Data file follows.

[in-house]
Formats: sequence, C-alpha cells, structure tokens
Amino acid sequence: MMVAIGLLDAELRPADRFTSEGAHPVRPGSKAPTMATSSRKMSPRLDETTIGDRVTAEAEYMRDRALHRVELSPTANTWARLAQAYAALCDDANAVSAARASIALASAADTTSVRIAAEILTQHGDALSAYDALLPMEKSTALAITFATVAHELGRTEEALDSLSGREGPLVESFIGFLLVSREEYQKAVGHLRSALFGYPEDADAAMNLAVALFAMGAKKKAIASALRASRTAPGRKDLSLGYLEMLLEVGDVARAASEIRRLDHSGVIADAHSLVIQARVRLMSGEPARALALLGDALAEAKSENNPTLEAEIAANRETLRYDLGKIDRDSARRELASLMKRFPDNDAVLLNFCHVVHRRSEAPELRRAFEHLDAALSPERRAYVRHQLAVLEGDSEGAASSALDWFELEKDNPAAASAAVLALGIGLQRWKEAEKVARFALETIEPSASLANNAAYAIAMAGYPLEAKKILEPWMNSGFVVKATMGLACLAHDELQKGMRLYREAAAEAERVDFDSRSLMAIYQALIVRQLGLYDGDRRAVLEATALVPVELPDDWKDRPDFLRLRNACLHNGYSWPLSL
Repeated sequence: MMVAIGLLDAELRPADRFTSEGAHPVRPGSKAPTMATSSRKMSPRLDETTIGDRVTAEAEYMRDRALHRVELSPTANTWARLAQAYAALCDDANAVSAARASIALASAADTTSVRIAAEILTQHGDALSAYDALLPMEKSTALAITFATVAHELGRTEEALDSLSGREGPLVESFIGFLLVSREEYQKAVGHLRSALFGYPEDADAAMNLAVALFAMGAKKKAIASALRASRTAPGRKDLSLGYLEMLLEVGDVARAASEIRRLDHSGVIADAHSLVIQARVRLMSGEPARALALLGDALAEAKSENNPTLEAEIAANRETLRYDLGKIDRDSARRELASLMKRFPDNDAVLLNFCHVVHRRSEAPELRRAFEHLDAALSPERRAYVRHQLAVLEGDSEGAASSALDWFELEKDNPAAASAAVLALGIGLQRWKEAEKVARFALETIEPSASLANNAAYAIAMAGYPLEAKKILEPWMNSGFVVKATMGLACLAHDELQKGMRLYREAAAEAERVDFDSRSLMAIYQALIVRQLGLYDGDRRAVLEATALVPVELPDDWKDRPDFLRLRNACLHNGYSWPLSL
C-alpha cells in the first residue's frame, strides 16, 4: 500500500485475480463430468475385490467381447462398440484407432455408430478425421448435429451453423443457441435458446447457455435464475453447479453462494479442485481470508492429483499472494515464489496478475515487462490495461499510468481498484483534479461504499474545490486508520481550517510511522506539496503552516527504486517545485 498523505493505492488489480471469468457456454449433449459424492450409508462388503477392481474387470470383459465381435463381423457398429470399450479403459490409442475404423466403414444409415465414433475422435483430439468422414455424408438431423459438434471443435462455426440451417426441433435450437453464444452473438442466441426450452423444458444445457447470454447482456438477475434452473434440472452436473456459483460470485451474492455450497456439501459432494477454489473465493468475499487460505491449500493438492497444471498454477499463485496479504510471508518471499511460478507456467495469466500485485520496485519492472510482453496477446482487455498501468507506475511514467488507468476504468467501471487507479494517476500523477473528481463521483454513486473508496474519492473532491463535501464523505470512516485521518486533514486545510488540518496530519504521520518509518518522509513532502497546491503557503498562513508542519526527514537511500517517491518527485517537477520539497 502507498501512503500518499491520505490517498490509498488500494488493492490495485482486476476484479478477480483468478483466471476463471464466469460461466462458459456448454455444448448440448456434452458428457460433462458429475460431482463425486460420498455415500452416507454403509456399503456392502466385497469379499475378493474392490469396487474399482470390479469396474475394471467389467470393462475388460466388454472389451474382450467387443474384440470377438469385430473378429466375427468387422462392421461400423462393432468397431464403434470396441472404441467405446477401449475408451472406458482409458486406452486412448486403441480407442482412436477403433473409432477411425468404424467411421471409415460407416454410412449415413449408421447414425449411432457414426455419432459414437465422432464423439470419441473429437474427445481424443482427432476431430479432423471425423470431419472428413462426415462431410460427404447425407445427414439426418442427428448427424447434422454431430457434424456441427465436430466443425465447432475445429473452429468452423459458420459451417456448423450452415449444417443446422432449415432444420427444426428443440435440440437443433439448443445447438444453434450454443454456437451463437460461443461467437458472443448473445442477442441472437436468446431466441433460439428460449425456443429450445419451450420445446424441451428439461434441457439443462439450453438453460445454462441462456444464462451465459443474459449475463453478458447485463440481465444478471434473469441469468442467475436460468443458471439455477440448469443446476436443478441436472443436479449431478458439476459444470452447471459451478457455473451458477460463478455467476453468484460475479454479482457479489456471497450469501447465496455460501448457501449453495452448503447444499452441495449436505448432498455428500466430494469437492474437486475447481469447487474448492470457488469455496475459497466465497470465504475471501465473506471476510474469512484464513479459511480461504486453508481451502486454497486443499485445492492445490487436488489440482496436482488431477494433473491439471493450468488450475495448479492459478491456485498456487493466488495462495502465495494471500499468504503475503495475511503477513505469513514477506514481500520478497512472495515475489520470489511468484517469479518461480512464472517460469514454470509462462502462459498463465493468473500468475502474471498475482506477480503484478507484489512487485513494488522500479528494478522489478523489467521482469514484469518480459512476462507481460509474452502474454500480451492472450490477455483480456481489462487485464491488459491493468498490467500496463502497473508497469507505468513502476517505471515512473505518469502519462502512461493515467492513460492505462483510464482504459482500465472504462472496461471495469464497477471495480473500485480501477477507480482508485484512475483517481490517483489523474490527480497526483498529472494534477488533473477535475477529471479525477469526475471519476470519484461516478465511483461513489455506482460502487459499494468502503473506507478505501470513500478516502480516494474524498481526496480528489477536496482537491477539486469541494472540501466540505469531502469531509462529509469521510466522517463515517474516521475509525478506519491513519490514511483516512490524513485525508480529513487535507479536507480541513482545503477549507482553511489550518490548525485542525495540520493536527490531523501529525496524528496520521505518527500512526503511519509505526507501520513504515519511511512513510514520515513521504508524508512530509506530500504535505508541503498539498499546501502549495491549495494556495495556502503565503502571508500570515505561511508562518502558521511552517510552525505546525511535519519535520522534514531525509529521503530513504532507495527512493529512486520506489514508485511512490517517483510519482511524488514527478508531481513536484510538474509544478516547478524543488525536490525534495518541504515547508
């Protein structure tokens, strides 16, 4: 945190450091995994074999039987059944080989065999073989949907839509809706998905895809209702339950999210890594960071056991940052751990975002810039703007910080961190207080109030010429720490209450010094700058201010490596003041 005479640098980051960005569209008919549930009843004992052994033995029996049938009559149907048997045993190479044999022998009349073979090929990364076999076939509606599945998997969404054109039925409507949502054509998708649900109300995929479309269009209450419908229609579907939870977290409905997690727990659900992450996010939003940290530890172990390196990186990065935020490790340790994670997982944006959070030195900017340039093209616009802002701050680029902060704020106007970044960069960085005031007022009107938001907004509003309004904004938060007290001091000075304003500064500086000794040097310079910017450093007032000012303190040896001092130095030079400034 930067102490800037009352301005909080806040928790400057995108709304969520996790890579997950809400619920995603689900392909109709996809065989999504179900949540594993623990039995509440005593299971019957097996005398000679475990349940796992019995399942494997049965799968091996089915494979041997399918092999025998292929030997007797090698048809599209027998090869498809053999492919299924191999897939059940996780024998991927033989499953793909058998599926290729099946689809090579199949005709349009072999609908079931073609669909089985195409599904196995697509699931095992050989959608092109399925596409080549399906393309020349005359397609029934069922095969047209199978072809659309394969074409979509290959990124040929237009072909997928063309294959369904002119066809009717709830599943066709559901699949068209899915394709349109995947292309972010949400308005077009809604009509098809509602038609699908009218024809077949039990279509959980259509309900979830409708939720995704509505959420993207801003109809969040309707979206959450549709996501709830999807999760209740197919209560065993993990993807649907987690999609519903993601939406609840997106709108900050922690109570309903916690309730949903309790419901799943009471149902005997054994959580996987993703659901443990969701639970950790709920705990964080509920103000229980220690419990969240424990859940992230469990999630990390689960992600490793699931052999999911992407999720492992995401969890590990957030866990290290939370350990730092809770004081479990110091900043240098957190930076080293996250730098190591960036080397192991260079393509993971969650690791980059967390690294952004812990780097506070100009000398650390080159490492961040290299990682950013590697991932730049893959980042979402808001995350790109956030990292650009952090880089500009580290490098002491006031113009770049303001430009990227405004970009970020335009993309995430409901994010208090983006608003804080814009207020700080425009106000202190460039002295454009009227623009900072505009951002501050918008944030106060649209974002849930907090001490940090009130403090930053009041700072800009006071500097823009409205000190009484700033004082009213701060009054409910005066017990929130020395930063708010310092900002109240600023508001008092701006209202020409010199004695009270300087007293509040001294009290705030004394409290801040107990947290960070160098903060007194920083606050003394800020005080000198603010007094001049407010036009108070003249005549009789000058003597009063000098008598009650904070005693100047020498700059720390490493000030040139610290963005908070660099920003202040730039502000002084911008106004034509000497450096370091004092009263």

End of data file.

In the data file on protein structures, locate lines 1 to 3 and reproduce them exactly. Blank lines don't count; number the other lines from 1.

[in-house]
Formats: sequence, C-alpha cells, structure tokens
Amino acid sequence: MMVAIGLLDAELRPADRFTSEGAHPVRPGSKAPTMATSSRKMSPRLDETTIGDRVTAEAEYMRDRALHRVELSPTANTWARLAQAYAALCDDANAVSAARASIALASAADTTSVRIAAEILTQHGDALSAYDALLPMEKSTALAITFATVAHELGRTEEALDSLSGREGPLVESFIGFLLVSREEYQKAVGHLRSALFGYPEDADAAMNLAVALFAMGAKKKAIASALRASRTAPGRKDLSLGYLEMLLEVGDVARAASEIRRLDHSGVIADAHSLVIQARVRLMSGEPARALALLGDALAEAKSENNPTLEAEIAANRETLRYDLGKIDRDSARRELASLMKRFPDNDAVLLNFCHVVHRRSEAPELRRAFEHLDAALSPERRAYVRHQLAVLEGDSEGAASSALDWFELEKDNPAAASAAVLALGIGLQRWKEAEKVARFALETIEPSASLANNAAYAIAMAGYPLEAKKILEPWMNSGFVVKATMGLACLAHDELQKGMRLYREAAAEAERVDFDSRSLMAIYQALIVRQLGLYDGDRRAVLEATALVPVELPDDWKDRPDFLRLRNACLHNGYSWPLSL